Friday, August 12, 2011

Social technologies create wealth

I want to divert for a second to another idea. Just as physical technologies have developed and evolved over time, so have social technologies. Eric Beinhocker, a McKinsey researcher, defines social technologies as "methods or designs for organizing people in pursuit of a goal or goals" in his book Origin of Wealth: Evolution, Complexity, and the Radical Remaking of Economics, which I previously mentioned here. They are better ways for people to cooperate together.

As he points out, the idea is closely related to the Nobel-winning economic historian Douglass North's "institutions". North defines these as "the rules of the game in a society". (We'll come back to North's Structure and Change in Economic History another time.)

Social technologies include the rule of law and an independent judiciary, property rights, a functioning banking system, democracy and elections, the joint stock corporation, shareholder governance, double-entry bookkeeping and audit requirements, reciprocity norms and ways to prevent cheating. And one of the most fundamental social technologies is money, which Beinhocker says "in essence provides a universal utility converter - it enables one person's economic needs an wants to be translated into the same units as someone else's needs and wants."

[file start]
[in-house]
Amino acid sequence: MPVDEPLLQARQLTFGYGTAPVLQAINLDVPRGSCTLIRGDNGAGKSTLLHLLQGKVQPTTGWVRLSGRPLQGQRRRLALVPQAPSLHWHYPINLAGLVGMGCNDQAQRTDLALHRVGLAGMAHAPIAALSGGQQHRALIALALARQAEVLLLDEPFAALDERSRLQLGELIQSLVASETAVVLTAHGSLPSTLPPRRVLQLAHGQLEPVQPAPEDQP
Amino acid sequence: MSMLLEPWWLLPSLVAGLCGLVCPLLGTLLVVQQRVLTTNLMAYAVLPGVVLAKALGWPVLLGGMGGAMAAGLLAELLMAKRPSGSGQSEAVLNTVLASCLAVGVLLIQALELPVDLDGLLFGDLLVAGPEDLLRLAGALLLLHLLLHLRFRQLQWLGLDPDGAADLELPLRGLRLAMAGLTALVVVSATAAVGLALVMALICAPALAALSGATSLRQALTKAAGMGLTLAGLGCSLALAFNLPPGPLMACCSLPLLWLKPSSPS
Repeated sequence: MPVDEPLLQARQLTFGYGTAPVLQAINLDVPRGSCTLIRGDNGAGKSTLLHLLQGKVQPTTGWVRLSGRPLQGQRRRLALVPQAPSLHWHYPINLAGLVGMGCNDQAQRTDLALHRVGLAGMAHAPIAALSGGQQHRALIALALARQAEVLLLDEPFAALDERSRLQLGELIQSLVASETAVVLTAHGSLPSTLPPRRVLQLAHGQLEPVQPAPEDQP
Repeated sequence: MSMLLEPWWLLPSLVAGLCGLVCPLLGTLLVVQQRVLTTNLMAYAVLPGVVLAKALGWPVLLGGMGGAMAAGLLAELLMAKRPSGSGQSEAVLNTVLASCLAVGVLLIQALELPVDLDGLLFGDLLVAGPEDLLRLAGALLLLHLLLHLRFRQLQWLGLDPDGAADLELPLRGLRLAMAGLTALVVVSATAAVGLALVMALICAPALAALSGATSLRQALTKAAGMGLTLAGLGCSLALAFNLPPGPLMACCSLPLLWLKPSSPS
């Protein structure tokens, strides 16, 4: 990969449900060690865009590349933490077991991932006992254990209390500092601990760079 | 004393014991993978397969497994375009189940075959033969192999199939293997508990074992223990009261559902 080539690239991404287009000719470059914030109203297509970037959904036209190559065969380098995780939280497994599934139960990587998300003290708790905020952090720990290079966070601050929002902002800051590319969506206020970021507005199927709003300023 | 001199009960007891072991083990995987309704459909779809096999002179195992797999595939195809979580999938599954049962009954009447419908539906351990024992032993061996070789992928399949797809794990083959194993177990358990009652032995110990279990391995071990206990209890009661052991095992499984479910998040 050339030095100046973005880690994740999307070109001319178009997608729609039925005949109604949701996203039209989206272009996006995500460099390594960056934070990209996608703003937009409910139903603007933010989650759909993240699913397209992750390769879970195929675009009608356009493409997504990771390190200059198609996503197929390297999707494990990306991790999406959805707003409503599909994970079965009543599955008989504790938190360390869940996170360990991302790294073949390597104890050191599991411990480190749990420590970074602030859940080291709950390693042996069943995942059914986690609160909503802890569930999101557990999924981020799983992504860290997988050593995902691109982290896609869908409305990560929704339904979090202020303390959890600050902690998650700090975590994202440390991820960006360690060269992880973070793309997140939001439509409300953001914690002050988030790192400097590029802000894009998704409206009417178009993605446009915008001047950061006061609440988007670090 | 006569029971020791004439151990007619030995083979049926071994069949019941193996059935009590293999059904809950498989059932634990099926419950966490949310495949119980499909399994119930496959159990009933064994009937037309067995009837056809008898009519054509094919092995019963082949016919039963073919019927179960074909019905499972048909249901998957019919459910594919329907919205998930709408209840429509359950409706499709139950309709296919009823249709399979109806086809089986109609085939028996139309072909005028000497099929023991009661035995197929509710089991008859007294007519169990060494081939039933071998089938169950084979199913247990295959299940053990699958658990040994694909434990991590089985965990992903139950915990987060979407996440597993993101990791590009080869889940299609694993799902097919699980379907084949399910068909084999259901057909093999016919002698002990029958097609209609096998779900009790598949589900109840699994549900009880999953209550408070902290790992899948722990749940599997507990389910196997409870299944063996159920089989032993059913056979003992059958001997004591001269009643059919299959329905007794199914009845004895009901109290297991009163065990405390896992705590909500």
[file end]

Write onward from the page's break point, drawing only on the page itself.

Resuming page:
People do get better at social technologies over time. They tend to evolve in the same way as physical technologies, and explain much of the difference in wealth between countries. Beinhocker argues improvements in organization and management were the underlying cause of the 1990s productivity boom, for example, not just increases in computing power.

What does this all mean here? We need to improve our social technologies to deal with many of our problems. Material accumulation alone does not do that. And money itself, which we takes much as defining much of the parameters of our existence, is one social technology among others. It has evolved over time, from gold stamped with the image of the local king to an immaterial entity held as bits in enormous computing networks and traceable back to book entries in a central bank computer.

(edited to fix spelling mistake I noticed)

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